A long standing bottle neck in the expansion of nuclear medicine applications in health care outcomes is the production and limited accessibility of short lived radionuclides. This made the FDA approval, earlier this year, for the first domestic source of TC-99m very pivotal [9]. Tc-99m is a versatile tracers used in approximately 80 % of nuclear diagnostic imaging procedures carried out in US every day [8].

Four years ago, my mother was diagnosed with a brain tumor days before she devolved into becoming comatose. She survived it with might but was diagnosed with breast cancer earlier this year. She is undergoing her last chemo cycle as I write this piece. Our gratitude and respect for the technology and professionals that made it possible has only ever grown. Many like my mother, fight this battle every day and thanks to better nuclear imaging, detection, therapeutic tools the number of people who survive it is on the rise here in US and around the world [10].


[1]   National Research Council. Advancing nuclear medicine through innovation. National Academies Press, 2007.

[2]   Rubini, Giuseppe. “Nuclear Medicine: The Future in the Modern Healthcare.” Clin Oncol 2 (2017): 1271.

[3] From Radioisotopes to Medical Imaging, History of Nuclear Medicine, Jeffery Kahn,




[7] Gambhir S.S., Sun X., Xiao Z., Chen G., et al. “A PET imaging approach for determining EGFR mutation status for improved lung cancer patient management,” Science Translational Medicine, March 7, 2018

[9] “DOE/NNSA Partnership With U.S. Healthcare Industry Results in FDA Approval of Domestically Produced, Non-Uranium Based Molybdenum-99,” Feb. 8, 2018,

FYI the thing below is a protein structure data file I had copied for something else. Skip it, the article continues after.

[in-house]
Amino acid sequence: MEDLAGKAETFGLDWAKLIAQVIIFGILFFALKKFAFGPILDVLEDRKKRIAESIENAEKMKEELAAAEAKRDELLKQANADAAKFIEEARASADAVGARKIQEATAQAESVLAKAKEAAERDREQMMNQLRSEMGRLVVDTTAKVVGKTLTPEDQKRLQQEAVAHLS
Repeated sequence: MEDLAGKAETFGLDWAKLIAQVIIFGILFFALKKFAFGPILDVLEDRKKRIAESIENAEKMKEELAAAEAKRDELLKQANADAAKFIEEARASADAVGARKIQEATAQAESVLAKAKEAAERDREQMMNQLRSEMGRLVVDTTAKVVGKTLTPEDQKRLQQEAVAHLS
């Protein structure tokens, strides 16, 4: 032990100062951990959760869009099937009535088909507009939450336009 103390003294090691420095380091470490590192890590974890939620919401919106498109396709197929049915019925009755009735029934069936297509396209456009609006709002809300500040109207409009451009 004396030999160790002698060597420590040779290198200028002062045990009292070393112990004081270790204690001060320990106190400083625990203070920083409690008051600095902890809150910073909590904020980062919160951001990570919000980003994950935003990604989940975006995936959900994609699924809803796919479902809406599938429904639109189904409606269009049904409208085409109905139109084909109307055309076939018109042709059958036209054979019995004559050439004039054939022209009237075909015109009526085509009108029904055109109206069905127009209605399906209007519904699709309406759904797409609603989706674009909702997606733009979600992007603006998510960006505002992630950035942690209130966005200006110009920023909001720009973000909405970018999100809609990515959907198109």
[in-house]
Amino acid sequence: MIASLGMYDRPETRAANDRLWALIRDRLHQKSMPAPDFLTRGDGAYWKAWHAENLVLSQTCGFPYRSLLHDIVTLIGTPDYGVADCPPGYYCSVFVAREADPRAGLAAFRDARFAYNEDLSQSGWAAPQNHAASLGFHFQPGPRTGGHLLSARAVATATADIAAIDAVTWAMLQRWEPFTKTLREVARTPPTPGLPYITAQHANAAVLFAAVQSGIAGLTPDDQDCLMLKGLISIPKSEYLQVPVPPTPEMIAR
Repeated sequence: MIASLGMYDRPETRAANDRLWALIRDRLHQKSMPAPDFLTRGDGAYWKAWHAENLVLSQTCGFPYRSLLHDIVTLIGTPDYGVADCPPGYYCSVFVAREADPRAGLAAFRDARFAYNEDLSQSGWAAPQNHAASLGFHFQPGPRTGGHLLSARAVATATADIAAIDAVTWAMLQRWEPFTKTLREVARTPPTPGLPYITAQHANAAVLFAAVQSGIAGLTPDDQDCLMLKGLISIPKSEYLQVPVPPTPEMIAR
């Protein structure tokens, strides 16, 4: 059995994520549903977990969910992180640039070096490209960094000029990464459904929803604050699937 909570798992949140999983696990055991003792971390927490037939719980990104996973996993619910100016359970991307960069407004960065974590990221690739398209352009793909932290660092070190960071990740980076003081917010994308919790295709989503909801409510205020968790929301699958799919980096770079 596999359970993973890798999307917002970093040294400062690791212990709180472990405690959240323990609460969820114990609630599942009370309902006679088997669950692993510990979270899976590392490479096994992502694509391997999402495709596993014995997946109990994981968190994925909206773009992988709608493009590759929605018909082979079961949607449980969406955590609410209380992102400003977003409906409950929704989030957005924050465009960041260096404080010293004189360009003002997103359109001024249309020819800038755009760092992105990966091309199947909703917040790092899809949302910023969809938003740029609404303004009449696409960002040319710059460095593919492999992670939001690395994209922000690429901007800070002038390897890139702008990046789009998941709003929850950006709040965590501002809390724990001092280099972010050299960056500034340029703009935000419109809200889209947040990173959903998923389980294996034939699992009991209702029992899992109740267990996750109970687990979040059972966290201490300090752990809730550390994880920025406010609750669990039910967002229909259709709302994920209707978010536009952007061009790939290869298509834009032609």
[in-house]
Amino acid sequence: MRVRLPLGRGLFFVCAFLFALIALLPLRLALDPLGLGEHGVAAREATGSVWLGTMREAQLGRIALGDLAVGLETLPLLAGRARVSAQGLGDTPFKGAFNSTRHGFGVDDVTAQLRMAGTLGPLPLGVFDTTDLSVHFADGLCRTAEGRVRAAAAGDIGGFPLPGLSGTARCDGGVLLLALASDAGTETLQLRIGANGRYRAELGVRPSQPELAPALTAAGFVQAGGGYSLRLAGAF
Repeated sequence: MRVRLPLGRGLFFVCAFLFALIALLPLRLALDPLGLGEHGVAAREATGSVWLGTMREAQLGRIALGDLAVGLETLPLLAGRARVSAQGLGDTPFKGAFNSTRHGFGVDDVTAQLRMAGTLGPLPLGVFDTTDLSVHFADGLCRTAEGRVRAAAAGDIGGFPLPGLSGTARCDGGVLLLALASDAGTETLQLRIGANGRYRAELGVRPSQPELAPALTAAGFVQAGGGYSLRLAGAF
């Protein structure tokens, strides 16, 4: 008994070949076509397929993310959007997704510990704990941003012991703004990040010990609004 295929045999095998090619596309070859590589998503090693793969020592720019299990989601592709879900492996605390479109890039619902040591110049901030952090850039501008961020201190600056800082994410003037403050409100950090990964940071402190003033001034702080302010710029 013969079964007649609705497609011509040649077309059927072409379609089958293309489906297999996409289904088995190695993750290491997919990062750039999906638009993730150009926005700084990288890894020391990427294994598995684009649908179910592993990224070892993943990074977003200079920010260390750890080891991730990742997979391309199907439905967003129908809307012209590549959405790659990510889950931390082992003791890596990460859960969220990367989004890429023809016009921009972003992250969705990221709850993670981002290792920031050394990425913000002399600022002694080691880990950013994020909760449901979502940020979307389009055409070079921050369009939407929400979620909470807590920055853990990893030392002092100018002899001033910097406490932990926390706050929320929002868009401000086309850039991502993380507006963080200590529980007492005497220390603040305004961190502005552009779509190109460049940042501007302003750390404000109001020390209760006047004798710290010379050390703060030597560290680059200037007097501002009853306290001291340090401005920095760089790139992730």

Anjali Nair is a Graduate Research Assistant at the University of Tennessee, Knoxville where she studies Nuclear Engineering.  Originally from India, Anjali has also studied in Dubai, UAE. She wrote this piece especially for the ANS Nuclear Cafe and is also a member of the ANS Social Media Team.

Feel free to leave a constructive remark or question for the author in the comment section below.


One thought on “Nuclear Medicine and Imaging – National Nuclear Science Week 2018

  1. K S Parthasarathy Ph.D

    Hearty congratulations to Ms Anjali Nair for writing this brief history of Nuclear Medicine and Imaging. I could not resist referring to an excellent article titled “Nuclear Medicine Begins with a Boa Constrictor” By Dr Marshall Brucer in J Nucl Med 19: 581-598, 1978. This is available at the following link:
    The inimitable Dr Brucer wrote all the associated stories in his witty style in the form of small booklets. Mallinckrodt, Inc., published them as elegantly bound volumes titled ” Vignettes in Nuclear Medicine”.. They are collectors’ items and are very useful for teachers; they can use the snippets from those booklets while giving lectures to any one interested in nuclear science and technology